Predictions that the restored Portishead Rail Link could chop commuting times into Bristol down to just 17 minutes will be music to residents’ ears.
Queueing on the A369 Portbury Hundred can take at least an hour and more in and out of the town – and residents are counting the days until they have a rail-based alternative.
The long awaited link isn’t expected to open until late in 2019 – a mind-boggling delay considering the trackbed is already laid. Recent reports have also questioned the costs of the programme.
Apparently the passenger route must satisfy a range of 'environmental sensitivities' as it negotiates the Avon Gorge - and this has put the brakes on what appears to the bystander to be a fairly straightforward transport proposition. It was after all a passenger line before and how can small passenger trains be of concern that the freight trains already running along this line?
Given the extended delays to what is an existing trackbed, just imagine how long it would take to restore the remaining rail lines which once linked our city to its surrounding districts.
We can only speculate the commuting time saved if you could still climb on a train at the once magnificent Mangotsfield Station to travel in just about any direction you wanted - rather than climb into the car for the daily grind up and down the Avon Ring Road.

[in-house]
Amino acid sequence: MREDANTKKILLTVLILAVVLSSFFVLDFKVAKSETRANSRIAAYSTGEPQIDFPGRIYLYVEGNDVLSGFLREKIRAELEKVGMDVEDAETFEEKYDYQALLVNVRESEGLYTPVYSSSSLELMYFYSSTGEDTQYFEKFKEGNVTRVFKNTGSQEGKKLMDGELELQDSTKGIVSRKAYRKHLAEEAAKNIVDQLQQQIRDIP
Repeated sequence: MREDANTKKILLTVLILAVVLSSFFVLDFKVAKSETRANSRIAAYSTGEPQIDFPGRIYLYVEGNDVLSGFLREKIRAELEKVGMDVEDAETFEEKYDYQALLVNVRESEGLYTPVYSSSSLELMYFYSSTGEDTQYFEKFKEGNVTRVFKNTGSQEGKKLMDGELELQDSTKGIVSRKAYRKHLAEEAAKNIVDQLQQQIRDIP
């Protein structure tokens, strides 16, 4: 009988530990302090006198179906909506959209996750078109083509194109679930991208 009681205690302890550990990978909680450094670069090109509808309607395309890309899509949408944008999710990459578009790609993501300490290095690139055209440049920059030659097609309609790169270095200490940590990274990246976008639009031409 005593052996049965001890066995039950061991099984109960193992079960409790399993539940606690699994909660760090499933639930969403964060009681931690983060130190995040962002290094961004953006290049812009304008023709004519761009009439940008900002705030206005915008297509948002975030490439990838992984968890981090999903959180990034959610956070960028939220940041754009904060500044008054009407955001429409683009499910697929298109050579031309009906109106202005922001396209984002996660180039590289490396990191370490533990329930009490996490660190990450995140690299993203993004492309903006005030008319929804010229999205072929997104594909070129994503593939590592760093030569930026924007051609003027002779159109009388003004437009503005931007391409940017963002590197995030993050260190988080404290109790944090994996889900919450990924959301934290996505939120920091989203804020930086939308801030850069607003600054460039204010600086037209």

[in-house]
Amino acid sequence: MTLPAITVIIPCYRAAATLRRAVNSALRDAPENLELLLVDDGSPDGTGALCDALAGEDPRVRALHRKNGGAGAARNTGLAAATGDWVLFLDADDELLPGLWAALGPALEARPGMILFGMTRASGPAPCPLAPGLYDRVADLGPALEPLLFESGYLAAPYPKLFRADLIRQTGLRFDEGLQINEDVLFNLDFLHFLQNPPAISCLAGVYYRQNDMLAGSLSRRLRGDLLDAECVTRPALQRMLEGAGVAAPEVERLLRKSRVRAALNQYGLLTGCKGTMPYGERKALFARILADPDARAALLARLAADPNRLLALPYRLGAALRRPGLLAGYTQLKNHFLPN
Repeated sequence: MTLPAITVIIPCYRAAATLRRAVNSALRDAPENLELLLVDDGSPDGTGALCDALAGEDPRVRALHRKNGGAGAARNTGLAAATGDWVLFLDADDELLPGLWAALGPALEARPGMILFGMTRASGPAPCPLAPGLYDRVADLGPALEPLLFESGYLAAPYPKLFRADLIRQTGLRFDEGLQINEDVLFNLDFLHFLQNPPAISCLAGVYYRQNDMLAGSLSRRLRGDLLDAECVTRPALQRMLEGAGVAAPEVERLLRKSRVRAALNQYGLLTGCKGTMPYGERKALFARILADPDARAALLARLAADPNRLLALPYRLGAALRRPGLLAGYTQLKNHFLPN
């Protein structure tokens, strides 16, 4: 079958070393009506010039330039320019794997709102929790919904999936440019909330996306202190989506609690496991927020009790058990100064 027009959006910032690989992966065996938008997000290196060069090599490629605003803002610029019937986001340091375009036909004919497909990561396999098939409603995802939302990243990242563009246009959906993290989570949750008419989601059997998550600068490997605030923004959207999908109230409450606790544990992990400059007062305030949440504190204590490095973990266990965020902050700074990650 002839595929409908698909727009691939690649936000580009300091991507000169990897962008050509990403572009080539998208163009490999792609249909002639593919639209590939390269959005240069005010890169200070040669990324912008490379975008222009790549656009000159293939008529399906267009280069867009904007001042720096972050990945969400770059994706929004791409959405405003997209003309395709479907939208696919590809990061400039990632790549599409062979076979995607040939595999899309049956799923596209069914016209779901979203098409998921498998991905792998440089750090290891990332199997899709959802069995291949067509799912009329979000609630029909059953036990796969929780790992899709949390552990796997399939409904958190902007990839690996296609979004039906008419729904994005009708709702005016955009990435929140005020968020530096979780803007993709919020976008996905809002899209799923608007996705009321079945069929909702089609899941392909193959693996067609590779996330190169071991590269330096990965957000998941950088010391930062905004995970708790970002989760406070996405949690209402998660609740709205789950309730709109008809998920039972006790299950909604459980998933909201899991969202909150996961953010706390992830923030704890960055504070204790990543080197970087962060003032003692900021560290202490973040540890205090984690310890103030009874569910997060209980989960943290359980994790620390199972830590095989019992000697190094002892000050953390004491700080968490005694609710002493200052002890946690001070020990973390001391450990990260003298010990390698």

This set us thinking how the rest of the city would have benefitted if only Doctor Beeching’s notorious cutbacks had been shunted off onto a siding back in the 1960s - leaving our enviable rail transport network intact.
Back then there was a myriad of railway lines heading out of the city to every point of the compass.
In addition to the surviving Great Western Railway mainline, the Midland line ran east to Bath’s Green Park Station, with stop-offs at St Philips, Fishponds, Staple Hill, Mangotsfield, Warmley, Bitton and Kelston.
Further south the Bristol and North Somerset Railway line ran to Paulton with stations at Brislington, Whitchurch Halt, Pensford and Clutton.
Residents of these long lost stops could have expected to be in town in a fraction of the time it takes to drive today.
In addition, they could travel in the knowledge their local house prices had risen in direct proportion to the convenience of their commuting distance to Bristol.
Of course, none of this will ever happen - unless the city experiences a seismic shift in our personal transport choices that is.
Portishead will eventually enjoy commuting times our grandparents would have taken for granted.
But their counterparts in Warmley and Pensford, Staple Hill and Clutton, will have to join the queues on the A37, A36, A38 and A4, along with around nine tenths of the local commuting population.
Hindsight shows Doctor Beeching’s cuts to our railway system to be short-sighted in the extreme, but how will future generations judge our efforts to solve the commuting problem?
Will our link roads and ring roads, metrobuses and rush-hour hard shoulders make any more sense in fifty years’ time than Doctor Beechings recommendations do now?
*A study in 2010 showed that travel time from Portishead would be 17 minutes compared to an hour by road during peak times.